Let us consider the first-order logic extended with the least fixed point operator (FO+LFP). That is, together with the usual first-order formulas, we also have formulas of the form:

$$\mu X[\overline{y}] . \phi(X, \overline{y})$$

where $X$ (must occur positively in $\phi$) is a "predicate" variable of arity equal to the length of sequence of "parameters" $\overline{y}$. The semantic of this formula (in a given algebraic structure) is the least set $X^*$ such that:

$$X^*(\overline{y}) \Leftrightarrow \phi(X^*, \overline{y})$$

For example, if $R$ is a binary relation symbol, then:

$$\mu X[y_1, y_2] . R(y_1, y_2) \vee (\exists_z R(y_1, z) \wedge X(z, y_2))$$

defines the transitive closure of $R$.

If $A$ is an algebraic structure, let us write $\mathit{Th_{lfp}}(A)$ for the first-order theory of $A$ extended with the least fixed point operator (i.e. the set of all FO+LFP sentences that are true in $A$).

Does there exist an algebraic structure $A$ such that both of the following hold:

- $\mathit{Th_{lfp}}(A)$ is decidable
- FO+LFP is strictly more expressive than FO over $A$ (i.e. there is a FO+LFP formula that is not equivalent to FO formula over $A$)?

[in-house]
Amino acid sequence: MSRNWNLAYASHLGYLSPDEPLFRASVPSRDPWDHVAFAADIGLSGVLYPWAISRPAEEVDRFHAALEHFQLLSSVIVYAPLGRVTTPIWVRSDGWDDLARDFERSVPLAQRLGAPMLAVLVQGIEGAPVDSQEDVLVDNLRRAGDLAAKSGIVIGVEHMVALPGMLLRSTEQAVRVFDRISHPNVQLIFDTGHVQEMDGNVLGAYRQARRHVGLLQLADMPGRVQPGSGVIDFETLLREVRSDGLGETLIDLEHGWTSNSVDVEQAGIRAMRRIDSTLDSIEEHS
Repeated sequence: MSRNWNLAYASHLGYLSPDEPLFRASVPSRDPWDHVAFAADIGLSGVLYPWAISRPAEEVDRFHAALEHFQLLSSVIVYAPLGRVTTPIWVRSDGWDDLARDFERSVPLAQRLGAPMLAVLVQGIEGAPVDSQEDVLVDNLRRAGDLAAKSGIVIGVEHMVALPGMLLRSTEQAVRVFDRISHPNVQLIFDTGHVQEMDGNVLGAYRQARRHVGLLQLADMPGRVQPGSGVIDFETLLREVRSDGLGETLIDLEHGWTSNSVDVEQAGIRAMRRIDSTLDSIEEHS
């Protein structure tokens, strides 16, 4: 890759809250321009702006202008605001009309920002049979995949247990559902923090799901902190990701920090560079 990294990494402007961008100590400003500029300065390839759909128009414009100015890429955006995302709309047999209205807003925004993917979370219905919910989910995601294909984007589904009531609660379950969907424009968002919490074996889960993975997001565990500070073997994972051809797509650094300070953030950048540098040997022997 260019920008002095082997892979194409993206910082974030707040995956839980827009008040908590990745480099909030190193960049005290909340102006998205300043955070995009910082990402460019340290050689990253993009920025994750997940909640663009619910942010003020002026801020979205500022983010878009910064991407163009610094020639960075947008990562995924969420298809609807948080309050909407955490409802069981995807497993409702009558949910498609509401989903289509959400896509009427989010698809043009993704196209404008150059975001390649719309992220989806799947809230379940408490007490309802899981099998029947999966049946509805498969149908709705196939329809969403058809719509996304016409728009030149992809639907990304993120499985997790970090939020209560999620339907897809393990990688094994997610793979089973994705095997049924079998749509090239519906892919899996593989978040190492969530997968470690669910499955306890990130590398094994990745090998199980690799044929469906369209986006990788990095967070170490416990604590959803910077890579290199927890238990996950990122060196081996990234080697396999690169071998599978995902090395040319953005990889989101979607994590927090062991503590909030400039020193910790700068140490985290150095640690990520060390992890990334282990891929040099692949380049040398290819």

An example of a structure that satisfies the first property (but does not satisfy the second) is the structure of rational numbers with the natural ordering $\langle\mathcal{Q}, \leq\rangle$.

An example of a structure that satisfies the second property (but does not satisfy the first) is the structure of natural numbers with the natural ordering $\langle\mathcal{N}, \leq\rangle$.

One intuition is that there should be no such structure $A$ --- if $A$ defines arbitrary long well-founded orders, then the theory of $A$ should be undecidable; and if it does not define, then LFP seems to be pretty useless.

Another intuition is that there might be such a structure, because the above intuition is difficult to formalize, thus may contain essential holes.